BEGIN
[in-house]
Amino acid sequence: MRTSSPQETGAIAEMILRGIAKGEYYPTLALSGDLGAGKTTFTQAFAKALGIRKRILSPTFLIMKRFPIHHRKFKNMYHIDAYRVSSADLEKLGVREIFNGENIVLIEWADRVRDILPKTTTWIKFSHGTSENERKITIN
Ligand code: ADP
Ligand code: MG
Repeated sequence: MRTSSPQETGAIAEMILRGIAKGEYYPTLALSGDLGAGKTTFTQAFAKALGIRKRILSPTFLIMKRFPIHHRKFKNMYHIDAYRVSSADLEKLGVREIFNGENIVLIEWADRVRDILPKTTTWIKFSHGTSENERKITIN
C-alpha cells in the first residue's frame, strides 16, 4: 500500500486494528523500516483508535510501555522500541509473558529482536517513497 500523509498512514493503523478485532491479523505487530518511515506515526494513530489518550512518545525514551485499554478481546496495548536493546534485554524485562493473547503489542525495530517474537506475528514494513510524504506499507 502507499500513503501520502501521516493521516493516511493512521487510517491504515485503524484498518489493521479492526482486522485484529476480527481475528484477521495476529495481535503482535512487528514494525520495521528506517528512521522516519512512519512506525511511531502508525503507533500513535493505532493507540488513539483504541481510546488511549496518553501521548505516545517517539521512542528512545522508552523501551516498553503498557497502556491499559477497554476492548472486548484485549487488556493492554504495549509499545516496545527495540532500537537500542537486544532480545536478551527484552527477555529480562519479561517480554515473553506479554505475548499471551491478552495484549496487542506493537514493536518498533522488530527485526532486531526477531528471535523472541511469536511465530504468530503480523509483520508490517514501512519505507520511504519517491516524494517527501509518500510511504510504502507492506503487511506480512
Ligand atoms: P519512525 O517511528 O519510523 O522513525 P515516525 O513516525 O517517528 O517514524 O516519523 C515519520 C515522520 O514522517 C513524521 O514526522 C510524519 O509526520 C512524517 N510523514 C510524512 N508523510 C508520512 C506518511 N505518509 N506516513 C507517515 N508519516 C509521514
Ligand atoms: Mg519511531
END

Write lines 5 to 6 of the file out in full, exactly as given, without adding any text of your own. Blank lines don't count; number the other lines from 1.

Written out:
Repeated sequence: MRTSSPQETGAIAEMILRGIAKGEYYPTLALSGDLGAGKTTFTQAFAKALGIRKRILSPTFLIMKRFPIHHRKFKNMYHIDAYRVSSADLEKLGVREIFNGENIVLIEWADRVRDILPKTTTWIKFSHGTSENERKITIN
C-alpha cells in the first residue's frame, strides 16, 4: 500500500486494528523500516483508535510501555522500541509473558529482536517513497 500523509498512514493503523478485532491479523505487530518511515506515526494513530489518550512518545525514551485499554478481546496495548536493546534485554524485562493473547503489542525495530517474537506475528514494513510524504506499507 502507499500513503501520502501521516493521516493516511493512521487510517491504515485503524484498518489493521479492526482486522485484529476480527481475528484477521495476529495481535503482535512487528514494525520495521528506517528512521522516519512512519512506525511511531502508525503507533500513535493505532493507540488513539483504541481510546488511549496518553501521548505516545517517539521512542528512545522508552523501551516498553503498557497502556491499559477497554476492548472486548484485549487488556493492554504495549509499545516496545527495540532500537537500542537486544532480545536478551527484552527477555529480562519479561517480554515473553506479554505475548499471551491478552495484549496487542506493537514493536518498533522488530527485526532486531526477531528471535523472541511469536511465530504468530503480523509483520508490517514501512519505507520511504519517491516524494517527501509518500510511504510504502507492506503487511506480512